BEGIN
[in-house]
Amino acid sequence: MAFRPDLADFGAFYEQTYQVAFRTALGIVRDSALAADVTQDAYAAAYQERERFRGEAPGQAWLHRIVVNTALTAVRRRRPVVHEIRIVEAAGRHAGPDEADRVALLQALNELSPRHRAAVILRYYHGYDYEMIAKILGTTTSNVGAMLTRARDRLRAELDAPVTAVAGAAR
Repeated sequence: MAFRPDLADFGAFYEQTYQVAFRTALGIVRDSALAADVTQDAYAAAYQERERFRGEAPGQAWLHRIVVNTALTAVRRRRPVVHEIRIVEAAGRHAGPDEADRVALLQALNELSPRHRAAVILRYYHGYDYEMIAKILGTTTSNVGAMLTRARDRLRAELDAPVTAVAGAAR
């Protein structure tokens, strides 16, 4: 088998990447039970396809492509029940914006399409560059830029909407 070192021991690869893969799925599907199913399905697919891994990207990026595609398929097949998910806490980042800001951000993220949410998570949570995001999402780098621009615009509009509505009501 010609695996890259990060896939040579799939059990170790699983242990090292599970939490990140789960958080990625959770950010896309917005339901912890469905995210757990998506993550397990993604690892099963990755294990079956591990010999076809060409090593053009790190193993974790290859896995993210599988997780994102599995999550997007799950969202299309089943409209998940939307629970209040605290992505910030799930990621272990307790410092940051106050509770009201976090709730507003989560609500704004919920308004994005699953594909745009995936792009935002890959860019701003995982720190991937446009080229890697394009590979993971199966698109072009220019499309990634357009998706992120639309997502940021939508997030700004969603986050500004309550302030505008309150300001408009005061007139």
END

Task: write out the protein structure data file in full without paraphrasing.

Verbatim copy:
[in-house]
Amino acid sequence: MAFRPDLADFGAFYEQTYQVAFRTALGIVRDSALAADVTQDAYAAAYQERERFRGEAPGQAWLHRIVVNTALTAVRRRRPVVHEIRIVEAAGRHAGPDEADRVALLQALNELSPRHRAAVILRYYHGYDYEMIAKILGTTTSNVGAMLTRARDRLRAELDAPVTAVAGAAR
Repeated sequence: MAFRPDLADFGAFYEQTYQVAFRTALGIVRDSALAADVTQDAYAAAYQERERFRGEAPGQAWLHRIVVNTALTAVRRRRPVVHEIRIVEAAGRHAGPDEADRVALLQALNELSPRHRAAVILRYYHGYDYEMIAKILGTTTSNVGAMLTRARDRLRAELDAPVTAVAGAAR
């Protein structure tokens, strides 16, 4: 088998990447039970396809492509029940914006399409560059830029909407 070192021991690869893969799925599907199913399905697919891994990207990026595609398929097949998910806490980042800001951000993220949410998570949570995001999402780098621009615009509009509505009501 010609695996890259990060896939040579799939059990170790699983242990090292599970939490990140789960958080990625959770950010896309917005339901912890469905995210757990998506993550397990993604690892099963990755294990079956591990010999076809060409090593053009790190193993974790290859896995993210599988997780994102599995999550997007799950969202299309089943409209998940939307629970209040605290992505910030799930990621272990307790410092940051106050509770009201976090709730507003989560609500704004919920308004994005699953594909745009995936792009935002890959860019701003995982720190991937446009080229890697394009590979993971199966698109072009220019499309990634357009998706992120639309997502940021939508997030700004969603986050500004309550302030505008309150300001408009005061007139």